Writers Hit Snake Pit
By Rowdy Rhodes
September, 2005, 11:59
Not so long ago, in a place not so far away, there was a flashy and intelligent writer trapped within the confines of her own mind.
|All creative types find themselves in the snake pit of writers' block, but they get out.|
It was a frustrating time for her, an arduous journey that led her hither and yon over the years to places of great mystery where she learned how to delve deep within herself to find what she had to say to the world. She was natural-born creative and writing was her passion.
One day she found herself staring at an empty piece of paper. A mountain of whiteness that was both truly beautiful to behold and terrifying to view. As her eyes fell on the page, her brain went as blank as the sheet she was staring at. And then came the fear, the confusion, the feeling of being abandoned by her talent.
Like a carpenter who's lost his hammer, her ability to express herself had faded, if not disappeared. Many writers, at one time or another, have been there -- so many things to say, so many random ideas, so many feelings to express -- a befuddling mire of creativity.
What was she to do? She tried all of the professional suggestions; writing cues and prompts, walks, hobbies, reading, jotting notes, researching topics, staring at drawings, people and pictures for inspiration, yet it all failed spectacularly.
Even her own tried-and-true routines failed. And as deadline loomed closer, the fear increased and the blank page maintained its intimidating whiteness (See Alison Tharen's Empty Page Rage article in this issue).
The more she stared at the page the more it appeared to be berating her, double-daring her to type even a single letter on it. It goaded her to break out of her creative block. It humiliated her into doing anything that would change the cursed thing from blank white to white liberally peppered with crisp black words.
"Go ahead," it sneered. "Make a statement and reveal your imagination, your wit, your creativity, you nitwit. Use your style, your thoughts and ideas already!"
And like a deer frozen by fear in the headlights of a roaring semi, she sat stock still, writhing with writer's block, about to be run over by the deadline hurtling toward her.
Then, miraculously, a small crack appeared in her block. She suddenly found her fingers dancing to the music of her muses as the floodgates opened and she began to describe the experience and how it made her feel.
The frustration of writer's block is hell on earth, she concluded, especially when it's armed with a murderous deadline.
Using the talents she was born with and the skills she steadily developed, she wrote what she knew and felt the moment as she posed her dilemma to no one in particular.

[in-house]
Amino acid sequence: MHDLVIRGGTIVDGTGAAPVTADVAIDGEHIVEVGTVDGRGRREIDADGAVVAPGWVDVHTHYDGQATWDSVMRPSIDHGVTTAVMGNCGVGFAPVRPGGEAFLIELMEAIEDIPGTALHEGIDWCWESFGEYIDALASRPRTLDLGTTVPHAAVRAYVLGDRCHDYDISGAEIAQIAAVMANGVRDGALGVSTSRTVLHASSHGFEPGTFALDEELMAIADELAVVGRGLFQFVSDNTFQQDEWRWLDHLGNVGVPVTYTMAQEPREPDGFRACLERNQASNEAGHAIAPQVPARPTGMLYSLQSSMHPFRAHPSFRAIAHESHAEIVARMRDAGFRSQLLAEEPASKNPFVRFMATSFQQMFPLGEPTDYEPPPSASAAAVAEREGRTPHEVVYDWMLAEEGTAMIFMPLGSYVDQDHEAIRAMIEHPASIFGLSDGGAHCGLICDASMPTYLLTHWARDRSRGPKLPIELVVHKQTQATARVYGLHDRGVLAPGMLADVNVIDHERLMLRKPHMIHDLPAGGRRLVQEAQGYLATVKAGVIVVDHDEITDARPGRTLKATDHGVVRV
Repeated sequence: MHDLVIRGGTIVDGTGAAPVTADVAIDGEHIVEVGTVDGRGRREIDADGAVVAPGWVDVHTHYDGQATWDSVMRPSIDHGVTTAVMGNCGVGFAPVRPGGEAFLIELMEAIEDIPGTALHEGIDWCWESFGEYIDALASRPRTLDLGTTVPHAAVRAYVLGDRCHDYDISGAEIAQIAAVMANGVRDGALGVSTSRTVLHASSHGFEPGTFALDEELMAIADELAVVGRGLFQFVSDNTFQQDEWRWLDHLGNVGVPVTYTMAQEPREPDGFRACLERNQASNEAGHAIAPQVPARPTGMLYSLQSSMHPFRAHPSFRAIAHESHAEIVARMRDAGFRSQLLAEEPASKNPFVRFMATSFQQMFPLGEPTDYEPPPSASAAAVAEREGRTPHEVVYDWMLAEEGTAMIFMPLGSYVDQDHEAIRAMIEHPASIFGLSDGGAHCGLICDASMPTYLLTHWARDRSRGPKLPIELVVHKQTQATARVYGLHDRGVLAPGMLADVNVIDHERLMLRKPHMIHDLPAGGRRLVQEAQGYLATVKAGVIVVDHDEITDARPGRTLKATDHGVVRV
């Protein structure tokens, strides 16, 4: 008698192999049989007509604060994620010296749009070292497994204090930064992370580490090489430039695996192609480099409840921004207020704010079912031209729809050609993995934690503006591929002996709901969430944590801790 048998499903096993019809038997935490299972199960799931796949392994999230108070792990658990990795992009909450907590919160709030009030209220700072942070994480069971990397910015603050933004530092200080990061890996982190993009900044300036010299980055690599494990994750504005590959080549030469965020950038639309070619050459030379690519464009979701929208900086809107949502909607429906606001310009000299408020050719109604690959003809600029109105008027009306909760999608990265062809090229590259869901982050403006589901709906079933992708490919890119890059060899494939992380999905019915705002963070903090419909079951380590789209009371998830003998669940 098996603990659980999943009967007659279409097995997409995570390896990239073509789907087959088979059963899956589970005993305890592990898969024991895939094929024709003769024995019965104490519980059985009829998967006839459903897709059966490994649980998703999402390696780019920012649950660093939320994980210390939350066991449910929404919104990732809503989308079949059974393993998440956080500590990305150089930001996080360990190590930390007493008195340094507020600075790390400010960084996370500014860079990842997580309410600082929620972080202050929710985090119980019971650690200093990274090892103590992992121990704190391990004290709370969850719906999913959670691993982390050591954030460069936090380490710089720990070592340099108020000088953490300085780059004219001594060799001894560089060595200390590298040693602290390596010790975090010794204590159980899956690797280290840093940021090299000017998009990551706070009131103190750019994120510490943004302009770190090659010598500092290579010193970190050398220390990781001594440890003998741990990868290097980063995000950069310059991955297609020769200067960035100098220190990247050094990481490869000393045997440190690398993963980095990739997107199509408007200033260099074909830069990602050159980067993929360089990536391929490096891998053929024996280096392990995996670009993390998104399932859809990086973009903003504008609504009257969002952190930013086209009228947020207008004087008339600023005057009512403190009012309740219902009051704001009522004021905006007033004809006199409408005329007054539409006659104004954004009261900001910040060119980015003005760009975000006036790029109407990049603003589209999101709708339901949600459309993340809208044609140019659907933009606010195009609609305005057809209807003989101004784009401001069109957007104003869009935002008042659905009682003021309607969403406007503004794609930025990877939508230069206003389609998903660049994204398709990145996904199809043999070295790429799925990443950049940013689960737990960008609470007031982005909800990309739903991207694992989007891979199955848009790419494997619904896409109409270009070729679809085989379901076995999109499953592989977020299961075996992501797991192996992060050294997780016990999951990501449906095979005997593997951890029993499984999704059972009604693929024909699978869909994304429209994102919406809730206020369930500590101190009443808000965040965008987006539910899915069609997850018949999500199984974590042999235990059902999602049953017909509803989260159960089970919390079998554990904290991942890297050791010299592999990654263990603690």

"Do all writers go through this?" Maybe she was just writing what she needed to write to continue on with her monthly column deadline. Maybe she was searching for a reason why she started, and continued, to write in the first place.
Maybe all she needed to actually do is write. Write. A word found in the dictionary between writ and writhe. An action that sounds so simple yet is just as difficult for her as it was for Beethoven to create his symphonies.
Do all creative souls find themselves in the snake pit of writers block? You can bet your bottom dollar they do and most find ways to dig themselves out, although I don't recommend cutting off an ear to do it, a la Mr. Vincent.
For some it takes a minute, for others it takes years. Some lose their desire to write and are crushed by that semi on the highway. With those writers I commiserate and sympathize. I consider them fallen comrades in arms -- or should I say pens, since they are mightier than the sword -- and many remain missing in action.
Then there are those of us who battle on, day after day, and the desire to write sort of organically obliterates the block. Most of what gets written is garbage anyway, that needs to be tossed long before it hits an editor's desk, much less the eyes of unsuspecting readers.
Yet many, especially here at IN, are mini-masterpieces that inspire others to read, write, learn and enrich their lives.
I don't know if the above is claptrap, garbage or what. But I write it for my comrades who have fallen many times into the pit but have always found their liberating ladders wrought from language.
And we'll be here at IN, sometimes simpering in the pit with you, sometimes not. But we're always willing to bust a myth, confirm an absurdity, correct vast mistakes, expose the charlatans, and, oh yes, lend an ear like we did last month with one of our columnists, Jennifer Edelson, so that when you do fall in, as you are almost certain to do, you find your way out.
Inkwell Newswatch (IN)